Tota S, et al. Inhibition of Central Angiotensin Converting Enzyme Ameliorates Scopolamine Induced Memory Impairment in Mice: Role of Cholinergic Neurotransmission, Cerebral Blood Flow and Brain Energy Metabolism. Behav Brain Res. 2012 Jun 15;232(1):66-76. PubMed PMID: 22460064.
* Article titles in AMA citation format should be in sentence-case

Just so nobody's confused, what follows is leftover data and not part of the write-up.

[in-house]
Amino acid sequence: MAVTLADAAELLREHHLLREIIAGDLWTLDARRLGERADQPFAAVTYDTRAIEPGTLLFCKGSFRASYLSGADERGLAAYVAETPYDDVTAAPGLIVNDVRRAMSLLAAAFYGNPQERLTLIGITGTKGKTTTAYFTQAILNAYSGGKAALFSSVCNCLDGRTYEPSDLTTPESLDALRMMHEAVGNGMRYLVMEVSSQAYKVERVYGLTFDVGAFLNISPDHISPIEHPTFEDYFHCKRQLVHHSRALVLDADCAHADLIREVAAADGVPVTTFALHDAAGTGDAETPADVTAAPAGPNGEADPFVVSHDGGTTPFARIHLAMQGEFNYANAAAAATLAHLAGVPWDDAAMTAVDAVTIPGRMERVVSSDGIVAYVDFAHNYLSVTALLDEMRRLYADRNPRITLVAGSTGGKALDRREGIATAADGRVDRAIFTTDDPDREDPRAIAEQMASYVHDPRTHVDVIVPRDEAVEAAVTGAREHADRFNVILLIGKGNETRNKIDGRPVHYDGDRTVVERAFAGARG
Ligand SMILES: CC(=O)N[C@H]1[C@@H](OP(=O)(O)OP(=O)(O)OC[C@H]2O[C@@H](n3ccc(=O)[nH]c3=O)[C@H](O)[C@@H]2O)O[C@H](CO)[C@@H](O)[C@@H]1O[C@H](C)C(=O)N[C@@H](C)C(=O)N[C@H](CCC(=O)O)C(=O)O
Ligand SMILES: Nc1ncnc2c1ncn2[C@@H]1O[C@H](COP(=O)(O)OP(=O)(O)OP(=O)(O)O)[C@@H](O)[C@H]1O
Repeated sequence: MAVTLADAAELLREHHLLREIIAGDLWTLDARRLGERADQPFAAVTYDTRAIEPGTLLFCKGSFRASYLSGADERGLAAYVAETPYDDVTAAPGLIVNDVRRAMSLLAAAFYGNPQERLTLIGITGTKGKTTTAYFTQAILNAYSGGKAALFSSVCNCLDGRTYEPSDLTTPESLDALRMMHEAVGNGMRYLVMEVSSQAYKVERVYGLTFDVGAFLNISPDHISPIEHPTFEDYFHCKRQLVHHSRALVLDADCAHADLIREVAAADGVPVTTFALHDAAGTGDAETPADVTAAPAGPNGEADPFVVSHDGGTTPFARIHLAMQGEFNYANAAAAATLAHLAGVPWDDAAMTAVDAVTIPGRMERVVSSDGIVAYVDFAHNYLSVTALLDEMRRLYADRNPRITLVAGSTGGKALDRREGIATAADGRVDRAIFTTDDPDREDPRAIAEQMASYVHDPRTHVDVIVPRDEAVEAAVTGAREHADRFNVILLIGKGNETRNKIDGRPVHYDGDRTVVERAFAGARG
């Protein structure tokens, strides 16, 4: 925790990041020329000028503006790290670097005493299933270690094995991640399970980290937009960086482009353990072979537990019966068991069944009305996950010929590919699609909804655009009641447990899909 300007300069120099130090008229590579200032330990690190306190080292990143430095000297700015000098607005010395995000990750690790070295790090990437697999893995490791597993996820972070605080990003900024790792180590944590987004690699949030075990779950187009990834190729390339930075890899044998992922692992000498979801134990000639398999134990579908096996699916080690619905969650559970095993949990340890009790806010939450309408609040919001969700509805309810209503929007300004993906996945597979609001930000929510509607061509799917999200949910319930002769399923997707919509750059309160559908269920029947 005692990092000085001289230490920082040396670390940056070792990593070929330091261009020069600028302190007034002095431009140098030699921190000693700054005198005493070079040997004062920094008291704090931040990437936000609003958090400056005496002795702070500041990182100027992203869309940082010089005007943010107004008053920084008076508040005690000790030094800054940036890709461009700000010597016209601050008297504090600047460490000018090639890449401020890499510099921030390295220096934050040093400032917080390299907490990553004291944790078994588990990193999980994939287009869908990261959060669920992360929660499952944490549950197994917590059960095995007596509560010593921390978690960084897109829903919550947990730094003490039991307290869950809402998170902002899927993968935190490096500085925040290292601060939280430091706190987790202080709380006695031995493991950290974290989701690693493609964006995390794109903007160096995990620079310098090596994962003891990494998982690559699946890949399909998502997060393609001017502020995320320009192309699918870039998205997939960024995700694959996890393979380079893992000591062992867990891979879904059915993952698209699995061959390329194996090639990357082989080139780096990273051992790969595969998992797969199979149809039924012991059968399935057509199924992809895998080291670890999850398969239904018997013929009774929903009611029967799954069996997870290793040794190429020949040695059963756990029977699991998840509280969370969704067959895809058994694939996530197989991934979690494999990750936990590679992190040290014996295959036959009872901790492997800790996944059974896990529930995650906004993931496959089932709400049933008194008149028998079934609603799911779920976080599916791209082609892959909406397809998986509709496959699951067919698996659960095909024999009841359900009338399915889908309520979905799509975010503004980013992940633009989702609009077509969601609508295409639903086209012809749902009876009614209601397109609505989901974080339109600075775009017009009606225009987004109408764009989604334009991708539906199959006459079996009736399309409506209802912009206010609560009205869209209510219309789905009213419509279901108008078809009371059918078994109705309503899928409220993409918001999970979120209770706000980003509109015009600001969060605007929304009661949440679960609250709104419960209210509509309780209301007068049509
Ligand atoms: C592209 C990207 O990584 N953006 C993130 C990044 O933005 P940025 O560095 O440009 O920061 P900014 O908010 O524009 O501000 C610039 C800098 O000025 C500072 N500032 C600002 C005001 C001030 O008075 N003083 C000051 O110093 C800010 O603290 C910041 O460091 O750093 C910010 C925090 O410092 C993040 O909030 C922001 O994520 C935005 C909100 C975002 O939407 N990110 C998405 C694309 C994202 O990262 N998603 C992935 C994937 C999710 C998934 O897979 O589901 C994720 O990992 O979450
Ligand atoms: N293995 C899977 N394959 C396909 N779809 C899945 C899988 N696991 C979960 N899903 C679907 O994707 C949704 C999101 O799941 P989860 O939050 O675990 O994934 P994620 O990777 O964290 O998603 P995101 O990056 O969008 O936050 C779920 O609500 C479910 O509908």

TY - JOUR T1 - Inhibition of central angiotensin converting enzyme ameliorates scopolamine induced memory impairment in mice: role of cholinergic neurotransmission, cerebral blood flow and brain energy metabolism. AU - Tota,Santoshkumar, AU - Nath,Chandishwar, AU - Najmi,Abul Kalam, AU - Shukla,Rakesh, AU - Hanif,Kashif, Y1 - 2012/03/19/ PY - 2012/02/06/received PY - 2012/03/06/revised PY - 2012/03/09/accepted PY - 2012/3/31/entrez PY - 2012/3/31/pubmed PY - 2012/9/28/medline SP - 66 EP - 76 JF - Behavioural brain research JO - Behav Brain Res VL - 232 IS - 1 N2 - Evidences indicate that inhibition of central Renin angiotensin system (RAS) ameliorates memory impairment in animals and humans. Earlier we have reported involvement of central angiotensin converting enzyme (ACE) in streptozotocin induced neurodegeneration and memory impairment. The present study investigated the role of central ACE in cholinergic neurotransmission, brain energy metabolism and cerebral blood flow (CBF) in model of memory impairment induced by injection of scopolamine in mice. Perindopril (0.05 and 0.1 mg/kg, PO) was given orally for one week before administration of scopolamine (3mg/kg, IP). Then, memory function was evaluated by Morris water maze and passive avoidance tests. CBF was measured by laser Doppler flowmetry. Biochemical and molecular parameters were estimated after the completion of behavioral studies. Scopolamine caused impairment in memory which was associated with reduced CBF, acetylcholine (ACh) level and elevated acetylcholinesterase (AChE) activity and malondialdehyde (MDA) level. Perindopril ameliorated scopolamine induced amnesia in both the behavioral paradigms. Further, perindopril prevented elevation of AChE and MDA level in mice brain. There was a significant increase in CBF and ACh level in perindopril treated mice. However, scopolamine had no significant effect on ATP level and mRNA expression of angiotensin receptors and ACE in cortex and hippocampus. But, perindopril significantly decreased ACE activity in brain without affecting its mRNA expression. The study clearly showed the interaction between ACE and cholinergic neurotransmission and beneficial effect of perindopril can be attributed to improvement in central cholinergic neurotransmission and CBF. SN - 1872-7549 UR - https://www.unboundmedicine.com/medline/citation/22460064/Inhibition_of_central_angiotensin_converting_enzyme_ameliorates_scopolamine_induced_memory_impairment_in_mice:_role_of_cholinergic_neurotransmission_cerebral_blood_flow_and_brain_energy_metabolism_ L2 - https://linkinghub.elsevier.com/retrieve/pii/S0166-4328(12)00194-5 DB - PRIME DP - Unbound Medicine ER -